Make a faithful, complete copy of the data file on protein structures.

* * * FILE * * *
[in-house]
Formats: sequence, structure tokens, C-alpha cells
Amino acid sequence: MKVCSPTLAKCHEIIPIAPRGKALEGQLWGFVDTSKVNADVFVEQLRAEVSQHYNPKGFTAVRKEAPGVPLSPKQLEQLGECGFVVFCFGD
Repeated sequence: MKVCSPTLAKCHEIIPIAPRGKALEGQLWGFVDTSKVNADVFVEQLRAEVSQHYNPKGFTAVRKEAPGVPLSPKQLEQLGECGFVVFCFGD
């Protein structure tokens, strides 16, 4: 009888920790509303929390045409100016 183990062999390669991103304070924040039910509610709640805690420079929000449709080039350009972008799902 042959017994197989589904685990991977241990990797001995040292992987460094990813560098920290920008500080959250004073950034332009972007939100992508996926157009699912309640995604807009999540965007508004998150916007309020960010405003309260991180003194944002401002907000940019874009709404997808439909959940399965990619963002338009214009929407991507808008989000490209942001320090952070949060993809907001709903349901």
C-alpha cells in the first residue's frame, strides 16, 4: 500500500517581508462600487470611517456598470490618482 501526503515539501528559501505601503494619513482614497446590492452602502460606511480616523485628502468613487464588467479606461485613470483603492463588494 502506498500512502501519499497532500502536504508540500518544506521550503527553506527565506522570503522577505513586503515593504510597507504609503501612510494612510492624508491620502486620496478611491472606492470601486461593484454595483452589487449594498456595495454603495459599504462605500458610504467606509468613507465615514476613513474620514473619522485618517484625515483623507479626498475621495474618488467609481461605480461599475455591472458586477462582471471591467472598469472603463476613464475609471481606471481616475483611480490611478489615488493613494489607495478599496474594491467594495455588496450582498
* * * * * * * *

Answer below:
[in-house]
Formats: sequence, structure tokens, C-alpha cells
Amino acid sequence: MKVCSPTLAKCHEIIPIAPRGKALEGQLWGFVDTSKVNADVFVEQLRAEVSQHYNPKGFTAVRKEAPGVPLSPKQLEQLGECGFVVFCFGD
Repeated sequence: MKVCSPTLAKCHEIIPIAPRGKALEGQLWGFVDTSKVNADVFVEQLRAEVSQHYNPKGFTAVRKEAPGVPLSPKQLEQLGECGFVVFCFGD
């Protein structure tokens, strides 16, 4: 009888920790509303929390045409100016 183990062999390669991103304070924040039910509610709640805690420079929000449709080039350009972008799902 042959017994197989589904685990991977241990990797001995040292992987460094990813560098920290920008500080959250004073950034332009972007939100992508996926157009699912309640995604807009999540965007508004998150916007309020960010405003309260991180003194944002401002907000940019874009709404997808439909959940399965990619963002338009214009929407991507808008989000490209942001320090952070949060993809907001709903349901």
C-alpha cells in the first residue's frame, strides 16, 4: 500500500517581508462600487470611517456598470490618482 501526503515539501528559501505601503494619513482614497446590492452602502460606511480616523485628502468613487464588467479606461485613470483603492463588494 502506498500512502501519499497532500502536504508540500518544506521550503527553506527565506522570503522577505513586503515593504510597507504609503501612510494612510492624508491620502486620496478611491472606492470601486461593484454595483452589487449594498456595495454603495459599504462605500458610504467606509468613507465615514476613513474620514473619522485618517484625515483623507479626498475621495474618488467609481461605480461599475455591472458586477462582471471591467472598469472603463476613464475609471481606471481616475483611480490611478489615488493613494489607495478599496474594491467594495455588496450582498